Rice University researchers today announced they have successfully demonstrated full-duplex wireless technology that would allow a doubling of network traffic without the need for more cell towers.
Ahutosh Sabharwal, a Rice professor of electrical and computer engineering, said the innovative full-duplex technology requires a minimal amount of new hardware for both mobile devices and networks.
However, he added that full-duplex technology does require new wireless standards, meaning it might not be available for several years as carriers move to 5G, or Fifth Generation, networks, he added.
Today, the largest national carriers in the U.S., AT&T and Verizon Wireless, are in the early stages of rolling 4G networks on LTE (Long Term Evolution) technology, while Sprint has a more fully developed 4G network running over WiMax.
Full-duplex technology would allow a cell phone or other wireless device to transmit data and receive data on the same frequency; today's networks require separate frequencies to send and receive.
In effect, therefore, full-duplex technology could double a network's capacity.
Rice reported that its innovation has attracted interest from wireless companies globally, noting that carriers are universally concerned about having enough spectrum to support the continuing explosion of wireless devices and their increasingly complex applications, such as video.
One of AT&T's arguments in wanting to purchase T-Mobile USA for $39 billion is to gain access to more wireless spectrum.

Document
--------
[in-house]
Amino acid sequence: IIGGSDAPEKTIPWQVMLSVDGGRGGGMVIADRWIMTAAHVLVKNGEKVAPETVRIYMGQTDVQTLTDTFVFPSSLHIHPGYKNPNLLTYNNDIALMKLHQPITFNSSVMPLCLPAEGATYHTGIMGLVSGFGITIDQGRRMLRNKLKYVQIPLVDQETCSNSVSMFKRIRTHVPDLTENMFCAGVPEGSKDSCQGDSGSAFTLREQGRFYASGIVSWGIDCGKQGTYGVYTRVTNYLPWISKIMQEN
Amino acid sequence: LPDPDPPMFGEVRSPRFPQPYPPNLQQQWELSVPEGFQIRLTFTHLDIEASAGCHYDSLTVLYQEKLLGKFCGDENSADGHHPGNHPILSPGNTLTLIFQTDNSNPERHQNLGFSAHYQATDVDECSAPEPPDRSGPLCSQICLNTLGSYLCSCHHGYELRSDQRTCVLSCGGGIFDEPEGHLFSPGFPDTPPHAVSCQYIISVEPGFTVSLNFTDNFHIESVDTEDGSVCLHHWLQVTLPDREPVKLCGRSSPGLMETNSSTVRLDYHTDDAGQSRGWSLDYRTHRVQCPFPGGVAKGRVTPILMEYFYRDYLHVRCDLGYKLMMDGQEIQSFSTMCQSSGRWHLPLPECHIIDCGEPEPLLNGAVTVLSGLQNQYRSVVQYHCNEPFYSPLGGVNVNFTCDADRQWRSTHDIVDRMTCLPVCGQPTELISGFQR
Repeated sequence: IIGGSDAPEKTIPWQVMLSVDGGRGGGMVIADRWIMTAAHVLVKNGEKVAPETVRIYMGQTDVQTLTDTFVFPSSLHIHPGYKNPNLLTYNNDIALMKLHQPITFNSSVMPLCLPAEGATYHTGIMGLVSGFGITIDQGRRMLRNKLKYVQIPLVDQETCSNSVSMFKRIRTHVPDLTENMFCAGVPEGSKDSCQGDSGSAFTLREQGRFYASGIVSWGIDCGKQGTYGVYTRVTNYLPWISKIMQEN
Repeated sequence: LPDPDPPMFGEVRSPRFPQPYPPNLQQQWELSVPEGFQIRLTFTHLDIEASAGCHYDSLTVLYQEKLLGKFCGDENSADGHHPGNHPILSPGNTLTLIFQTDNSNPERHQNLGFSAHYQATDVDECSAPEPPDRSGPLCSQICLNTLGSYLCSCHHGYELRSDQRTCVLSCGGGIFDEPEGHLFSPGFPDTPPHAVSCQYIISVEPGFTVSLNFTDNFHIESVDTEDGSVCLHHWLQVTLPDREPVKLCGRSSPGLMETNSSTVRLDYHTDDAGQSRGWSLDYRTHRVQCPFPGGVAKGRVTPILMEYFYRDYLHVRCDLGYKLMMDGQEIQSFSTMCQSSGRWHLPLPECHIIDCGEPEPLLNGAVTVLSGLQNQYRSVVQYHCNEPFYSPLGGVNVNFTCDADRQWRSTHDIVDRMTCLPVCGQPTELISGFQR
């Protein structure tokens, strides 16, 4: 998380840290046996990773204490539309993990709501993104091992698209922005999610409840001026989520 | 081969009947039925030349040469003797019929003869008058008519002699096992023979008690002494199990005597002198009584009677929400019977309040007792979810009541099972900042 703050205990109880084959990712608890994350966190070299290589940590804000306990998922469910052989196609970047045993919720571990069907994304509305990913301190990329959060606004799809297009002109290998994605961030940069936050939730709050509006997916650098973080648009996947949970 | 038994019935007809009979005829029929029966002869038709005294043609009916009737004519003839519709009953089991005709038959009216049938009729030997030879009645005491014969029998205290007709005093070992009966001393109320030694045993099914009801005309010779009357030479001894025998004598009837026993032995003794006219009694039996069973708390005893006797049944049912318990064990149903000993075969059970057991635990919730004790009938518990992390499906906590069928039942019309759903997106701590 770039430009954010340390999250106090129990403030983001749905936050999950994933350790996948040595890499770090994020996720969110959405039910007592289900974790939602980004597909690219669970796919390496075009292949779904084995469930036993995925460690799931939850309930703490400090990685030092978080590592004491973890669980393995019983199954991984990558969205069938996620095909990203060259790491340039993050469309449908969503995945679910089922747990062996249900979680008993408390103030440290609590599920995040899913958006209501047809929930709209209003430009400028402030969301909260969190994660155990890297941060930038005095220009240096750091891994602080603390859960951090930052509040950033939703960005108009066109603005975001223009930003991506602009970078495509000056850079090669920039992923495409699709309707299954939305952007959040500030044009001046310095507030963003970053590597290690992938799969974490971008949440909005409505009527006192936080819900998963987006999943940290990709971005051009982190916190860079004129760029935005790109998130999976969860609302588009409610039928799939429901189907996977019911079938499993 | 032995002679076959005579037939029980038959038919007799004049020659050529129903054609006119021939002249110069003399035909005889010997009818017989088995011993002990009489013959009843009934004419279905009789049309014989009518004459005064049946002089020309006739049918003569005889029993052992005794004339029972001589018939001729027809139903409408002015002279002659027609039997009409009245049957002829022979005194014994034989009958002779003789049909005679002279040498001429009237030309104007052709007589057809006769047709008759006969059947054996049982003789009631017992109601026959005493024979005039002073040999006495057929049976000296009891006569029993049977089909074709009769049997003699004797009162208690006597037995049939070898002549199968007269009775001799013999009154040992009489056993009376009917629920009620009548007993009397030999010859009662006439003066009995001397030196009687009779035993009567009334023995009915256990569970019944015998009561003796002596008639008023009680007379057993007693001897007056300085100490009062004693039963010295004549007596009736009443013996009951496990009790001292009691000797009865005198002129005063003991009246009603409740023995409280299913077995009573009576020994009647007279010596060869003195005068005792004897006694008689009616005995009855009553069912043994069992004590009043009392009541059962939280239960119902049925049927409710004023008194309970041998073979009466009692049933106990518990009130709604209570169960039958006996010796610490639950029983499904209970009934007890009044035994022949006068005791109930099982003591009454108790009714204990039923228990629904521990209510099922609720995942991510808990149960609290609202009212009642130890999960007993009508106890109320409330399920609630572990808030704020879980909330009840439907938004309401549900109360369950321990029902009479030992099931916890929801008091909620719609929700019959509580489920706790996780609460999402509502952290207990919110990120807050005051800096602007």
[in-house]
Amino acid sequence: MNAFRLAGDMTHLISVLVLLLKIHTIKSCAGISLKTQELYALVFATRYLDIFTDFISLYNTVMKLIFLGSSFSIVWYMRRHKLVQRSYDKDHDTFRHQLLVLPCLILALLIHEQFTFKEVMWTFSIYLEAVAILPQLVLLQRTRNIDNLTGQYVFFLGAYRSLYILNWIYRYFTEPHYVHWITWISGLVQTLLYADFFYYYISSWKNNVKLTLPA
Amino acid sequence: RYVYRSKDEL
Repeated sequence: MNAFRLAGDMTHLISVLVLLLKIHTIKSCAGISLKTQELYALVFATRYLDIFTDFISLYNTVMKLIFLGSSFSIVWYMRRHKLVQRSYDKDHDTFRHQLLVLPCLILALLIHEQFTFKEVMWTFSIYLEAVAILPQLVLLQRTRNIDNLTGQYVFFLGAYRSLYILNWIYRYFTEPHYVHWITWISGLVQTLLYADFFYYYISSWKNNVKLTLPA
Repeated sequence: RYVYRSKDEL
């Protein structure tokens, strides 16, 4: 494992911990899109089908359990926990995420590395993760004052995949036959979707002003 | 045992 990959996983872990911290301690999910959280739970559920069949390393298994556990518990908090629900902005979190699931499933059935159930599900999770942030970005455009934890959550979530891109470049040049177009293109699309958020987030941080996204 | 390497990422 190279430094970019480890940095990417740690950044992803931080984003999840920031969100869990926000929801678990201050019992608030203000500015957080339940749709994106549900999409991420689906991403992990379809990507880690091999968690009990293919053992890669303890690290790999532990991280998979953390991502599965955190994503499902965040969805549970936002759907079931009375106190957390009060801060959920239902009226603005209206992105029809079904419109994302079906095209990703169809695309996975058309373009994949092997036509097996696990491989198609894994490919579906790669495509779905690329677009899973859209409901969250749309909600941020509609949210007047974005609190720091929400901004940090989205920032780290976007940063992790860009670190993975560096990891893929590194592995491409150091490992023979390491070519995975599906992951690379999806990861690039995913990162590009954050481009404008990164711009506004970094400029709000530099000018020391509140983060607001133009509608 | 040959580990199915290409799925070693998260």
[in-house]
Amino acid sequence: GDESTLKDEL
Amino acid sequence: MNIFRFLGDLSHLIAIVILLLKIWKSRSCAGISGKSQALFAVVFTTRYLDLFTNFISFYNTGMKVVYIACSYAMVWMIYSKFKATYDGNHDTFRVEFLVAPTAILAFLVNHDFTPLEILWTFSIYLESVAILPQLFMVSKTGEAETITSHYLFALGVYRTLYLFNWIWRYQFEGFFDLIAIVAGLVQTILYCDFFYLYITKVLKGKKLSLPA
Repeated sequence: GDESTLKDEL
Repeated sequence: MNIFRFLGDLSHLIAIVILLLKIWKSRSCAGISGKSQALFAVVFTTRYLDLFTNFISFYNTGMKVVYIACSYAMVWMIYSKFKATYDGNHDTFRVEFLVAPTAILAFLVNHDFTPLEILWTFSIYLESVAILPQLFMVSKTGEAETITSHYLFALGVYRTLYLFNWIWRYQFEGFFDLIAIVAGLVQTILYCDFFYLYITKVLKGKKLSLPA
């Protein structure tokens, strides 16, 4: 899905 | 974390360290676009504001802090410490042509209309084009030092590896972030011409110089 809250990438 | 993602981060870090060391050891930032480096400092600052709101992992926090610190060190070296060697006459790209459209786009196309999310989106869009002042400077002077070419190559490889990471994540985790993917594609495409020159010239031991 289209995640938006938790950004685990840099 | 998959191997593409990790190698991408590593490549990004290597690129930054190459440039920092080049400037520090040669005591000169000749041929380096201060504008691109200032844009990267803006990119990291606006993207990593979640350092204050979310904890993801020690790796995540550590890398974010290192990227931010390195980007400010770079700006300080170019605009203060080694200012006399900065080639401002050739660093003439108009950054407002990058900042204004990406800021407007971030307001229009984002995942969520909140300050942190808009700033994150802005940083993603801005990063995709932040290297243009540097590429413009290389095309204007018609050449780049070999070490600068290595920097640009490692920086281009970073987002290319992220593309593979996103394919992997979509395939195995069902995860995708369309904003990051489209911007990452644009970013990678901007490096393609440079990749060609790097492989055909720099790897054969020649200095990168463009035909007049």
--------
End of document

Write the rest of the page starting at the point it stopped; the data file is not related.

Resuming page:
Asked on Tuesday to comment on the full-duplex technology demonstrated at Rice, an AT&T spokesman said the carrier would need to study the innovation before commenting on it.
Sabharwal and his colleagues, Melissa Duarte and Chris Dick, first wrote in 2010 that full-duplex was possible, and this summer Sabharwal and other colleagues showed a full-duplex signal with 10 times better reliability and throughput than any other touted by researchers, Rice officials said.
Sabharwal said Rice has also been able to show it can add full-duplex as an additional mode to existing hardware, such as smartphones, where space is limited. That means that a smartphone maker would not need to add new hardware to support full-duplex.
Rice's new technology was able to repurpose MIMO (Multiple Input, Multiple Output) antenna technology, which is already fairly widely used.
MIMO uses multiple antennas and the Rice team was able to send two signals in a way that they cancel each other out, allowing a clear signal to go through over the single frequency.
Cancellation of signals had been proposed in theory for full duplex networks a while ago, Sabharwal said, but it took time to figure out a way to implement the idea at low cost without sophisticated new hardware.
In addition to full-duplex technology, Rice has created a Wireless Open-Access Research Platform (WARP) with open source software that provides a space for researches from other organizations to innovate freely and examine full-duplex innovations.
Also, Sabharwal's team has demonstrated it can provide full-duplex in asynchronous mode, which means that one wireless node can start receiving a signal at the same time it is transmitting, instead of waiting to finish the transmission.
Sabharwal and colleagues have also published their theory on how full-duplex wireless networks work. The authors say the document can be used by engineers interested in adopting the technology.
Matt Hamblen covers mobile and wireless, smartphones and other handhelds, and wireless networking for Computerworld. Follow Matt on Twitter at @matthamblen, or subscribe to Matt's RSS feed . His e-mail address is firstname.lastname@example.org.
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